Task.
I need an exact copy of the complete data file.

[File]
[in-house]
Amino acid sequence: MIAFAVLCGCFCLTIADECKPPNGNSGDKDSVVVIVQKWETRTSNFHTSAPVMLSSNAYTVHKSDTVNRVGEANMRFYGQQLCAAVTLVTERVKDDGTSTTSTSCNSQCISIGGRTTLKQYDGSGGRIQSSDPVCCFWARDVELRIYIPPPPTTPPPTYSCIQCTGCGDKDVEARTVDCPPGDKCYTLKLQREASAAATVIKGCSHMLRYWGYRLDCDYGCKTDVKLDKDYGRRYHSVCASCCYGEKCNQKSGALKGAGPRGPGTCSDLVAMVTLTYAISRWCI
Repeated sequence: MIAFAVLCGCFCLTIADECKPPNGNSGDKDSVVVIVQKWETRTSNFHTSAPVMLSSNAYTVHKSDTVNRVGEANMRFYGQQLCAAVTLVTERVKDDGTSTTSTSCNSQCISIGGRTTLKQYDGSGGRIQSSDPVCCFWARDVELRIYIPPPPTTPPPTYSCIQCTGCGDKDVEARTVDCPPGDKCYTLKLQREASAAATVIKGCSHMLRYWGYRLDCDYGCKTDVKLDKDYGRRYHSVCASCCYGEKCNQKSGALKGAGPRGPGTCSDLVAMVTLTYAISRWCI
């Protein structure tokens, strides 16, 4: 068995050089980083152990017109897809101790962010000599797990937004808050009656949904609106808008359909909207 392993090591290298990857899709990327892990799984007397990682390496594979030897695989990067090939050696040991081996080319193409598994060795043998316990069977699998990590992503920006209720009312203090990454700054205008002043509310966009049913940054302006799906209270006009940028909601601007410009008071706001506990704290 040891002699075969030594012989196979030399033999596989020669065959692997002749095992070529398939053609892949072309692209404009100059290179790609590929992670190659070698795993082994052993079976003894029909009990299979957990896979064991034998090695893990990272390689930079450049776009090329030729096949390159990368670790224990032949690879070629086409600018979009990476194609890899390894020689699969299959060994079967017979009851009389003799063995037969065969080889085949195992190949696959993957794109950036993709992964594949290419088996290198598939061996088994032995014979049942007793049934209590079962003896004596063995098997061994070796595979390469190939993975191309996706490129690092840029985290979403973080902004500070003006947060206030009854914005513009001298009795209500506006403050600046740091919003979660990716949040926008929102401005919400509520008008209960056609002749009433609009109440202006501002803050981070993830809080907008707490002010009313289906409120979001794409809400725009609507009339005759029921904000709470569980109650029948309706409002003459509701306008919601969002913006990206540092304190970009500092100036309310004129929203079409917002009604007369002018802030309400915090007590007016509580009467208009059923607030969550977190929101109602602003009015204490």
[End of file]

[in-house]
Amino acid sequence: MIAFAVLCGCFCLTIADECKPPNGNSGDKDSVVVIVQKWETRTSNFHTSAPVMLSSNAYTVHKSDTVNRVGEANMRFYGQQLCAAVTLVTERVKDDGTSTTSTSCNSQCISIGGRTTLKQYDGSGGRIQSSDPVCCFWARDVELRIYIPPPPTTPPPTYSCIQCTGCGDKDVEARTVDCPPGDKCYTLKLQREASAAATVIKGCSHMLRYWGYRLDCDYGCKTDVKLDKDYGRRYHSVCASCCYGEKCNQKSGALKGAGPRGPGTCSDLVAMVTLTYAISRWCI
Repeated sequence: MIAFAVLCGCFCLTIADECKPPNGNSGDKDSVVVIVQKWETRTSNFHTSAPVMLSSNAYTVHKSDTVNRVGEANMRFYGQQLCAAVTLVTERVKDDGTSTTSTSCNSQCISIGGRTTLKQYDGSGGRIQSSDPVCCFWARDVELRIYIPPPPTTPPPTYSCIQCTGCGDKDVEARTVDCPPGDKCYTLKLQREASAAATVIKGCSHMLRYWGYRLDCDYGCKTDVKLDKDYGRRYHSVCASCCYGEKCNQKSGALKGAGPRGPGTCSDLVAMVTLTYAISRWCI
């Protein structure tokens, strides 16, 4: 068995050089980083152990017109897809101790962010000599797990937004808050009656949904609106808008359909909207 392993090591290298990857899709990327892990799984007397990682390496594979030897695989990067090939050696040991081996080319193409598994060795043998316990069977699998990590992503920006209720009312203090990454700054205008002043509310966009049913940054302006799906209270006009940028909601601007410009008071706001506990704290 040891002699075969030594012989196979030399033999596989020669065959692997002749095992070529398939053609892949072309692209404009100059290179790609590929992670190659070698795993082994052993079976003894029909009990299979957990896979064991034998090695893990990272390689930079450049776009090329030729096949390159990368670790224990032949690879070629086409600018979009990476194609890899390894020689699969299959060994079967017979009851009389003799063995037969065969080889085949195992190949696959993957794109950036993709992964594949290419088996290198598939061996088994032995014979049942007793049934209590079962003896004596063995098997061994070796595979390469190939993975191309996706490129690092840029985290979403973080902004500070003006947060206030009854914005513009001298009795209500506006403050600046740091919003979660990716949040926008929102401005919400509520008008209960056609002749009433609009109440202006501002803050981070993830809080907008707490002010009313289906409120979001794409809400725009609507009339005759029921904000709470569980109650029948309706409002003459509701306008919601969002913006990206540092304190970009500092100036309310004129929203079409917002009604007369002018802030309400915090007590007016509580009467208009059923607030969550977190929101109602602003009015204490």